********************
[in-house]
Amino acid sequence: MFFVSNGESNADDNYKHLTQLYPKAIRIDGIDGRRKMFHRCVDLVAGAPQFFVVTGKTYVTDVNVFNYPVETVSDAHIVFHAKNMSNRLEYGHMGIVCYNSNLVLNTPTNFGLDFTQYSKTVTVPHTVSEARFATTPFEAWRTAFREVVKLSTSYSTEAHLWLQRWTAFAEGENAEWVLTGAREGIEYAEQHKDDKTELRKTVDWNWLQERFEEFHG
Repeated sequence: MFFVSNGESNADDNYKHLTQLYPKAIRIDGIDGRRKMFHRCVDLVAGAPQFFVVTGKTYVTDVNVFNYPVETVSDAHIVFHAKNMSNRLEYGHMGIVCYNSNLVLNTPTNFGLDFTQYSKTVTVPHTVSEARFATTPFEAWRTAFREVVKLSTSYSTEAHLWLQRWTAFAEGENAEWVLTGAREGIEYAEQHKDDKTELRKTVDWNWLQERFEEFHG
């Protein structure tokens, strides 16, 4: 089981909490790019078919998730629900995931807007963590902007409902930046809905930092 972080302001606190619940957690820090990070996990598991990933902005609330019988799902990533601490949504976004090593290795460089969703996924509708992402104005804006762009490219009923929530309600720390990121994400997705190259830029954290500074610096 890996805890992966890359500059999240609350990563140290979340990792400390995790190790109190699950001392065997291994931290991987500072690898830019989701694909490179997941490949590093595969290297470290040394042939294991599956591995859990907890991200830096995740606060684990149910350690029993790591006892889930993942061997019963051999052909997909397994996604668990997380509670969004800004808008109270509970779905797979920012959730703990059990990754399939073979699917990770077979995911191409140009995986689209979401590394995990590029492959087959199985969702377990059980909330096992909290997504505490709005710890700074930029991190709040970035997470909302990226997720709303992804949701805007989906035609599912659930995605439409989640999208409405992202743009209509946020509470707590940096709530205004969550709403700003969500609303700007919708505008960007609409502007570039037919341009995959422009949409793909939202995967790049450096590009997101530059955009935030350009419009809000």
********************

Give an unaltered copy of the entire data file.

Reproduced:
[in-house]
Amino acid sequence: MFFVSNGESNADDNYKHLTQLYPKAIRIDGIDGRRKMFHRCVDLVAGAPQFFVVTGKTYVTDVNVFNYPVETVSDAHIVFHAKNMSNRLEYGHMGIVCYNSNLVLNTPTNFGLDFTQYSKTVTVPHTVSEARFATTPFEAWRTAFREVVKLSTSYSTEAHLWLQRWTAFAEGENAEWVLTGAREGIEYAEQHKDDKTELRKTVDWNWLQERFEEFHG
Repeated sequence: MFFVSNGESNADDNYKHLTQLYPKAIRIDGIDGRRKMFHRCVDLVAGAPQFFVVTGKTYVTDVNVFNYPVETVSDAHIVFHAKNMSNRLEYGHMGIVCYNSNLVLNTPTNFGLDFTQYSKTVTVPHTVSEARFATTPFEAWRTAFREVVKLSTSYSTEAHLWLQRWTAFAEGENAEWVLTGAREGIEYAEQHKDDKTELRKTVDWNWLQERFEEFHG
């Protein structure tokens, strides 16, 4: 089981909490790019078919998730629900995931807007963590902007409902930046809905930092 972080302001606190619940957690820090990070996990598991990933902005609330019988799902990533601490949504976004090593290795460089969703996924509708992402104005804006762009490219009923929530309600720390990121994400997705190259830029954290500074610096 890996805890992966890359500059999240609350990563140290979340990792400390995790190790109190699950001392065997291994931290991987500072690898830019989701694909490179997941490949590093595969290297470290040394042939294991599956591995859990907890991200830096995740606060684990149910350690029993790591006892889930993942061997019963051999052909997909397994996604668990997380509670969004800004808008109270509970779905797979920012959730703990059990990754399939073979699917990770077979995911191409140009995986689209979401590394995990590029492959087959199985969702377990059980909330096992909290997504505490709005710890700074930029991190709040970035997470909302990226997720709303992804949701805007989906035609599912659930995605439409989640999208409405992202743009209509946020509470707590940096709530205004969550709403700003969500609303700007919708505008960007609409502007570039037919341009995959422009949409793909939202995967790049450096590009997101530059955009935030350009419009809000």